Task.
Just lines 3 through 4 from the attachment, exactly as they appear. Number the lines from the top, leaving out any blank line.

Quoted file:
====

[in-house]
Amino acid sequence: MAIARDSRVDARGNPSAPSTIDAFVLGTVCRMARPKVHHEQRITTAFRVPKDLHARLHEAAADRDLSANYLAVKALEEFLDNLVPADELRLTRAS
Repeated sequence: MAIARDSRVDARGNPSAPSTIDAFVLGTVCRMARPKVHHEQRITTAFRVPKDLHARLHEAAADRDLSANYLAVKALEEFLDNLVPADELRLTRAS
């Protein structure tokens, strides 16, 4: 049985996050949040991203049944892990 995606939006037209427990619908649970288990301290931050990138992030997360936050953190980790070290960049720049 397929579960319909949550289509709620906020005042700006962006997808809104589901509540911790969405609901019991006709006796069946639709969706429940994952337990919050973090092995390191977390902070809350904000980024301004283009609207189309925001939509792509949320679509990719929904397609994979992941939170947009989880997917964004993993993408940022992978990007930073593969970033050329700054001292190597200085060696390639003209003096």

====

Repeated sequence: MAIARDSRVDARGNPSAPSTIDAFVLGTVCRMARPKVHHEQRITTAFRVPKDLHARLHEAAADRDLSANYLAVKALEEFLDNLVPADELRLTRAS
């Protein structure tokens, strides 16, 4: 049985996050949040991203049944892990 995606939006037209427990619908649970288990301290931050990138992030997360936050953190980790070290960049720049 397929579960319909949550289509709620906020005042700006962006997808809104589901509540911790969405609901019991006709006796069946639709969706429940994952337990919050973090092995390191977390902070809350904000980024301004283009609207189309925001939509792509949320679509990719929904397609994979992941939170947009989880997917964004993993993408940022992978990007930073593969970033050329700054001292190597200085060696390639003209003096």